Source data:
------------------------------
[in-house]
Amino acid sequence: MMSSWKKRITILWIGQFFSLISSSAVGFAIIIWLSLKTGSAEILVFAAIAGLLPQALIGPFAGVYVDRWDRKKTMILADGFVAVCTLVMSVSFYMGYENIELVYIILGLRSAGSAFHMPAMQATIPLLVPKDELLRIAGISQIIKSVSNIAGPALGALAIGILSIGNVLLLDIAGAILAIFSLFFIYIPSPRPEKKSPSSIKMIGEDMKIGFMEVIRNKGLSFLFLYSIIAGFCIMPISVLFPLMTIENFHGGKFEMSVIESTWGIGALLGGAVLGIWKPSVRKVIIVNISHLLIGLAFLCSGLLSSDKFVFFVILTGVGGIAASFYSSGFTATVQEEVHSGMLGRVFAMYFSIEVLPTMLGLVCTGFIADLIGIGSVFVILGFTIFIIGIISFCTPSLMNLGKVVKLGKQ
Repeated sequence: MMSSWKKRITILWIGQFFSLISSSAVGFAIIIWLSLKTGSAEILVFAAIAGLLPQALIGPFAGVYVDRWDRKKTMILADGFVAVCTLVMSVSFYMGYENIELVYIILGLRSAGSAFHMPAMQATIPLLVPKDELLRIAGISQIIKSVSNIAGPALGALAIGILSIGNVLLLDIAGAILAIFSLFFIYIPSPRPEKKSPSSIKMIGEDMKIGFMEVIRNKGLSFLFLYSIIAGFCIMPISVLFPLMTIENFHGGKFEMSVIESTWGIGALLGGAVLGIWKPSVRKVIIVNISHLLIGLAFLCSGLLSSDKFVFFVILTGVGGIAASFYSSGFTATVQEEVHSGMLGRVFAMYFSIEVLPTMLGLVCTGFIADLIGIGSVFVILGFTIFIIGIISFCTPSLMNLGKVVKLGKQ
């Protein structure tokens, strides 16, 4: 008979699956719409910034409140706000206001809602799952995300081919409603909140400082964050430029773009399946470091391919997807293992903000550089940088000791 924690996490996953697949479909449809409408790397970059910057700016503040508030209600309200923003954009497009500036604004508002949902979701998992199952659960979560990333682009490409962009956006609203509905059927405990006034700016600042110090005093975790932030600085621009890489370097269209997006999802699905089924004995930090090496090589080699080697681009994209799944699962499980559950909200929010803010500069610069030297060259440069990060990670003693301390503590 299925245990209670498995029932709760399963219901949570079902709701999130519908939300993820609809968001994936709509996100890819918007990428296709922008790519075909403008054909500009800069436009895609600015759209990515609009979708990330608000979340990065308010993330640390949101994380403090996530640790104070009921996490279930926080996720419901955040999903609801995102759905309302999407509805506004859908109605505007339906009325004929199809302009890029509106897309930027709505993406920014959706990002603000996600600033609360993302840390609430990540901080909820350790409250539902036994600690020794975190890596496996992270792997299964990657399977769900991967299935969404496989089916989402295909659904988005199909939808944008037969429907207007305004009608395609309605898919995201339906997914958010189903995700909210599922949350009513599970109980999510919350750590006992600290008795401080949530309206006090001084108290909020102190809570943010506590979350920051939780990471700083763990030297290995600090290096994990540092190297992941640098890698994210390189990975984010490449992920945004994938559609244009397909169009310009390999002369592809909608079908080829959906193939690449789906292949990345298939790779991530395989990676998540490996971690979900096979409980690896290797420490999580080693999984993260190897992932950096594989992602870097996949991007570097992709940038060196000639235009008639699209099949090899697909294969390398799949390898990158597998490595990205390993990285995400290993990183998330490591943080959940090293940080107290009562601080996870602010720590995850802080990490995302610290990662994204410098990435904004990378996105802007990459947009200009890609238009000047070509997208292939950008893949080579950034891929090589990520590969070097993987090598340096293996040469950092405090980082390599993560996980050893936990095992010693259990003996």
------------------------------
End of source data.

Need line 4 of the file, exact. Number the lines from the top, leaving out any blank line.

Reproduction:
């Protein structure tokens, strides 16, 4: 008979699956719409910034409140706000206001809602799952995300081919409603909140400082964050430029773009399946470091391919997807293992903000550089940088000791 924690996490996953697949479909449809409408790397970059910057700016503040508030209600309200923003954009497009500036604004508002949902979701998992199952659960979560990333682009490409962009956006609203509905059927405990006034700016600042110090005093975790932030600085621009890489370097269209997006999802699905089924004995930090090496090589080699080697681009994209799944699962499980559950909200929010803010500069610069030297060259440069990060990670003693301390503590 299925245990209670498995029932709760399963219901949570079902709701999130519908939300993820609809968001994936709509996100890819918007990428296709922008790519075909403008054909500009800069436009895609600015759209990515609009979708990330608000979340990065308010993330640390949101994380403090996530640790104070009921996490279930926080996720419901955040999903609801995102759905309302999407509805506004859908109605505007339906009325004929199809302009890029509106897309930027709505993406920014959706990002603000996600600033609360993302840390609430990540901080909820350790409250539902036994600690020794975190890596496996992270792997299964990657399977769900991967299935969404496989089916989402295909659904988005199909939808944008037969429907207007305004009608395609309605898919995201339906997914958010189903995700909210599922949350009513599970109980999510919350750590006992600290008795401080949530309206006090001084108290909020102190809570943010506590979350920051939780990471700083763990030297290995600090290096994990540092190297992941640098890698994210390189990975984010490449992920945004994938559609244009397909169009310009390999002369592809909608079908080829959906193939690449789906292949990345298939790779991530395989990676998540490996971690979900096979409980690896290797420490999580080693999984993260190897992932950096594989992602870097996949991007570097992709940038060196000639235009008639699209099949090899697909294969390398799949390898990158597998490595990205390993990285995400290993990183998330490591943080959940090293940080107290009562601080996870602010720590995850802080990490995302610290990662994204410098990435904004990378996105802007990459947009200009890609238009000047070509997208292939950008893949080579950034891929090589990520590969070097993987090598340096293996040469950092405090980082390599993560996980050893936990095992010693259990003996």